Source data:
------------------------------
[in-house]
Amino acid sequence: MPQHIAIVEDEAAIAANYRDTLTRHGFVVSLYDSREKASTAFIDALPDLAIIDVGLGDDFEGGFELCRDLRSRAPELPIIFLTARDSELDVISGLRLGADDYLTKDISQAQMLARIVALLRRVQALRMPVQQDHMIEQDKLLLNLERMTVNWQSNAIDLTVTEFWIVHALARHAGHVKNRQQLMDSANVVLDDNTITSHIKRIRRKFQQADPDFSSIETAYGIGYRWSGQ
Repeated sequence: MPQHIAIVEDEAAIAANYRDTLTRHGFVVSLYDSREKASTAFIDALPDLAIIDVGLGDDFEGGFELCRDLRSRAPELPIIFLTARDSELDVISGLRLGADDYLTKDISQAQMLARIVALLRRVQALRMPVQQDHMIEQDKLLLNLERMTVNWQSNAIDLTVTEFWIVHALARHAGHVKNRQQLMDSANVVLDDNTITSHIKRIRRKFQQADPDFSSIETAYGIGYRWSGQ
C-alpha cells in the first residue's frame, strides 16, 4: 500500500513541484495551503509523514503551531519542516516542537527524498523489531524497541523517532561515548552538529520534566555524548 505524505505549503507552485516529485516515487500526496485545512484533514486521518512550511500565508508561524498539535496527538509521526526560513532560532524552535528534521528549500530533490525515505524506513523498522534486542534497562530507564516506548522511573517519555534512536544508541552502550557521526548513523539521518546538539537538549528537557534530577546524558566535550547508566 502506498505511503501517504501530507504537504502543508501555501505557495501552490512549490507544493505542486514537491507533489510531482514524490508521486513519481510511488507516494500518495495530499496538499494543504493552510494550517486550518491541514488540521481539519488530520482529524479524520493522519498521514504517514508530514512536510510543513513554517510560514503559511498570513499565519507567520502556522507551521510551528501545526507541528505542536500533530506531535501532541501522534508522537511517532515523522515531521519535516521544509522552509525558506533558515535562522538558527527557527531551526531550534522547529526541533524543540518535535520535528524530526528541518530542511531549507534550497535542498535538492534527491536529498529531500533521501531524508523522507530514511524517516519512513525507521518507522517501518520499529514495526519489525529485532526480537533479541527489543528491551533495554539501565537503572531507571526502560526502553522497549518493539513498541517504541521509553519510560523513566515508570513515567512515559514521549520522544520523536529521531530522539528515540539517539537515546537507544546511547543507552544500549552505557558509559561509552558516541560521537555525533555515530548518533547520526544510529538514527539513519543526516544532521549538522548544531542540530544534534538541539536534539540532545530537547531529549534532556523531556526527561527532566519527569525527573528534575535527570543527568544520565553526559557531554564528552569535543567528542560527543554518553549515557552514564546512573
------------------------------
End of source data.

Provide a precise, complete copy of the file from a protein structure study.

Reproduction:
[in-house]
Amino acid sequence: MPQHIAIVEDEAAIAANYRDTLTRHGFVVSLYDSREKASTAFIDALPDLAIIDVGLGDDFEGGFELCRDLRSRAPELPIIFLTARDSELDVISGLRLGADDYLTKDISQAQMLARIVALLRRVQALRMPVQQDHMIEQDKLLLNLERMTVNWQSNAIDLTVTEFWIVHALARHAGHVKNRQQLMDSANVVLDDNTITSHIKRIRRKFQQADPDFSSIETAYGIGYRWSGQ
Repeated sequence: MPQHIAIVEDEAAIAANYRDTLTRHGFVVSLYDSREKASTAFIDALPDLAIIDVGLGDDFEGGFELCRDLRSRAPELPIIFLTARDSELDVISGLRLGADDYLTKDISQAQMLARIVALLRRVQALRMPVQQDHMIEQDKLLLNLERMTVNWQSNAIDLTVTEFWIVHALARHAGHVKNRQQLMDSANVVLDDNTITSHIKRIRRKFQQADPDFSSIETAYGIGYRWSGQ
C-alpha cells in the first residue's frame, strides 16, 4: 500500500513541484495551503509523514503551531519542516516542537527524498523489531524497541523517532561515548552538529520534566555524548 505524505505549503507552485516529485516515487500526496485545512484533514486521518512550511500565508508561524498539535496527538509521526526560513532560532524552535528534521528549500530533490525515505524506513523498522534486542534497562530507564516506548522511573517519555534512536544508541552502550557521526548513523539521518546538539537538549528537557534530577546524558566535550547508566 502506498505511503501517504501530507504537504502543508501555501505557495501552490512549490507544493505542486514537491507533489510531482514524490508521486513519481510511488507516494500518495495530499496538499494543504493552510494550517486550518491541514488540521481539519488530520482529524479524520493522519498521514504517514508530514512536510510543513513554517510560514503559511498570513499565519507567520502556522507551521510551528501545526507541528505542536500533530506531535501532541501522534508522537511517532515523522515531521519535516521544509522552509525558506533558515535562522538558527527557527531551526531550534522547529526541533524543540518535535520535528524530526528541518530542511531549507534550497535542498535538492534527491536529498529531500533521501531524508523522507530514511524517516519512513525507521518507522517501518520499529514495526519489525529485532526480537533479541527489543528491551533495554539501565537503572531507571526502560526502553522497549518493539513498541517504541521509553519510560523513566515508570513515567512515559514521549520522544520523536529521531530522539528515540539517539537515546537507544546511547543507552544500549552505557558509559561509552558516541560521537555525533555515530548518533547520526544510529538514527539513519543526516544532521549538522548544531542540530544534534538541539536534539540532545530537547531529549534532556523531556526527561527532566519527569525527573528534575535527570543527568544520565553526559557531554564528552569535543567528542560527543554518553549515557552514564546512573